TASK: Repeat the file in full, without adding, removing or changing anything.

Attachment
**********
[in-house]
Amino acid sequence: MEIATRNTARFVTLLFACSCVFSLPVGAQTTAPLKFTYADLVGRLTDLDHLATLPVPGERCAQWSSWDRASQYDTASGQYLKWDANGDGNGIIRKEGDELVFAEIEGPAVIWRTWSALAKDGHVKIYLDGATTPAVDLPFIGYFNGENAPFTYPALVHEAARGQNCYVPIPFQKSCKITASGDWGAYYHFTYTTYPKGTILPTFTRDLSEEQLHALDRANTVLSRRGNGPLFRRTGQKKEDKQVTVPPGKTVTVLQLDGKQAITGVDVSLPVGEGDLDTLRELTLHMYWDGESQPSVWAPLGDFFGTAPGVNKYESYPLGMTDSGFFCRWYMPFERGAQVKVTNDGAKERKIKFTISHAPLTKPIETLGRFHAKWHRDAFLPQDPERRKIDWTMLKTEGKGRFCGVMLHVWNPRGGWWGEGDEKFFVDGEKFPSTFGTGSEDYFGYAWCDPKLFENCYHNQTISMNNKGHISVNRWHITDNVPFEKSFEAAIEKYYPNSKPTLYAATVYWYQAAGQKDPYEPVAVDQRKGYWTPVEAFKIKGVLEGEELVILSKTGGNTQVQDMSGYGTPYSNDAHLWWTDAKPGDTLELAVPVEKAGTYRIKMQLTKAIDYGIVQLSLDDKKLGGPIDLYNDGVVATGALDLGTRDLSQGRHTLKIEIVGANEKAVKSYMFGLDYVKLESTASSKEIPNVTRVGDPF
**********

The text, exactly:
[in-house]
Amino acid sequence: MEIATRNTARFVTLLFACSCVFSLPVGAQTTAPLKFTYADLVGRLTDLDHLATLPVPGERCAQWSSWDRASQYDTASGQYLKWDANGDGNGIIRKEGDELVFAEIEGPAVIWRTWSALAKDGHVKIYLDGATTPAVDLPFIGYFNGENAPFTYPALVHEAARGQNCYVPIPFQKSCKITASGDWGAYYHFTYTTYPKGTILPTFTRDLSEEQLHALDRANTVLSRRGNGPLFRRTGQKKEDKQVTVPPGKTVTVLQLDGKQAITGVDVSLPVGEGDLDTLRELTLHMYWDGESQPSVWAPLGDFFGTAPGVNKYESYPLGMTDSGFFCRWYMPFERGAQVKVTNDGAKERKIKFTISHAPLTKPIETLGRFHAKWHRDAFLPQDPERRKIDWTMLKTEGKGRFCGVMLHVWNPRGGWWGEGDEKFFVDGEKFPSTFGTGSEDYFGYAWCDPKLFENCYHNQTISMNNKGHISVNRWHITDNVPFEKSFEAAIEKYYPNSKPTLYAATVYWYQAAGQKDPYEPVAVDQRKGYWTPVEAFKIKGVLEGEELVILSKTGGNTQVQDMSGYGTPYSNDAHLWWTDAKPGDTLELAVPVEKAGTYRIKMQLTKAIDYGIVQLSLDDKKLGGPIDLYNDGVVATGALDLGTRDLSQGRHTLKIEIVGANEKAVKSYMFGLDYVKLESTASSKEIPNVTRVGDPF